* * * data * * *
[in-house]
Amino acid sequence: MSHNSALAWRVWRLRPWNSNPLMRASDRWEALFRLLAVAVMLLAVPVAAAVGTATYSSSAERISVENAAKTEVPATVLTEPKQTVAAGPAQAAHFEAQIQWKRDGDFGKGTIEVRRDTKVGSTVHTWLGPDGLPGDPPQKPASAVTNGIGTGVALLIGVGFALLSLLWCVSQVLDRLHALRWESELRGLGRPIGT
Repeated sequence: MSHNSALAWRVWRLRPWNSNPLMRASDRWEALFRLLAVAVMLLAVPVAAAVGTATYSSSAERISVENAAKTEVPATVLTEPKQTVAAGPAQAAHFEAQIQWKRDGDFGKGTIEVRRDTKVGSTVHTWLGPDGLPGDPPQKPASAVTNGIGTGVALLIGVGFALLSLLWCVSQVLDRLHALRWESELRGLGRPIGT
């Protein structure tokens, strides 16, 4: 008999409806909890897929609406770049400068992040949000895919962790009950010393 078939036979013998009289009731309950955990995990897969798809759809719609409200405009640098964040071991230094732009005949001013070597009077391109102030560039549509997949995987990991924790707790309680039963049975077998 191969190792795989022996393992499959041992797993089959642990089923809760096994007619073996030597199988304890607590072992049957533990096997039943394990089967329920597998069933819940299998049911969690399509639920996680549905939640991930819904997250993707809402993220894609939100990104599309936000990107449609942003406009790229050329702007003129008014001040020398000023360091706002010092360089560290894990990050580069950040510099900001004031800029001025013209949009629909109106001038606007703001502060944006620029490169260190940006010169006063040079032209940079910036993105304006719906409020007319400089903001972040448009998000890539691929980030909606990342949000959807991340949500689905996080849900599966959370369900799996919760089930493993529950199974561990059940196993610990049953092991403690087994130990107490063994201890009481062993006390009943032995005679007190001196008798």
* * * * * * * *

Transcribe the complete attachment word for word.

[in-house]
Amino acid sequence: MSHNSALAWRVWRLRPWNSNPLMRASDRWEALFRLLAVAVMLLAVPVAAAVGTATYSSSAERISVENAAKTEVPATVLTEPKQTVAAGPAQAAHFEAQIQWKRDGDFGKGTIEVRRDTKVGSTVHTWLGPDGLPGDPPQKPASAVTNGIGTGVALLIGVGFALLSLLWCVSQVLDRLHALRWESELRGLGRPIGT
Repeated sequence: MSHNSALAWRVWRLRPWNSNPLMRASDRWEALFRLLAVAVMLLAVPVAAAVGTATYSSSAERISVENAAKTEVPATVLTEPKQTVAAGPAQAAHFEAQIQWKRDGDFGKGTIEVRRDTKVGSTVHTWLGPDGLPGDPPQKPASAVTNGIGTGVALLIGVGFALLSLLWCVSQVLDRLHALRWESELRGLGRPIGT
């Protein structure tokens, strides 16, 4: 008999409806909890897929609406770049400068992040949000895919962790009950010393 078939036979013998009289009731309950955990995990897969798809759809719609409200405009640098964040071991230094732009005949001013070597009077391109102030560039549509997949995987990991924790707790309680039963049975077998 191969190792795989022996393992499959041992797993089959642990089923809760096994007619073996030597199988304890607590072992049957533990096997039943394990089967329920597998069933819940299998049911969690399509639920996680549905939640991930819904997250993707809402993220894609939100990104599309936000990107449609942003406009790229050329702007003129008014001040020398000023360091706002010092360089560290894990990050580069950040510099900001004031800029001025013209949009629909109106001038606007703001502060944006620029490169260190940006010169006063040079032209940079910036993105304006719906409020007319400089903001972040448009998000890539691929980030909606990342949000959807991340949500689905996080849900599966959370369900799996919760089930493993529950199974561990059940196993610990049953092991403690087994130990107490063994201890009481062993006390009943032995005679007190001196008798």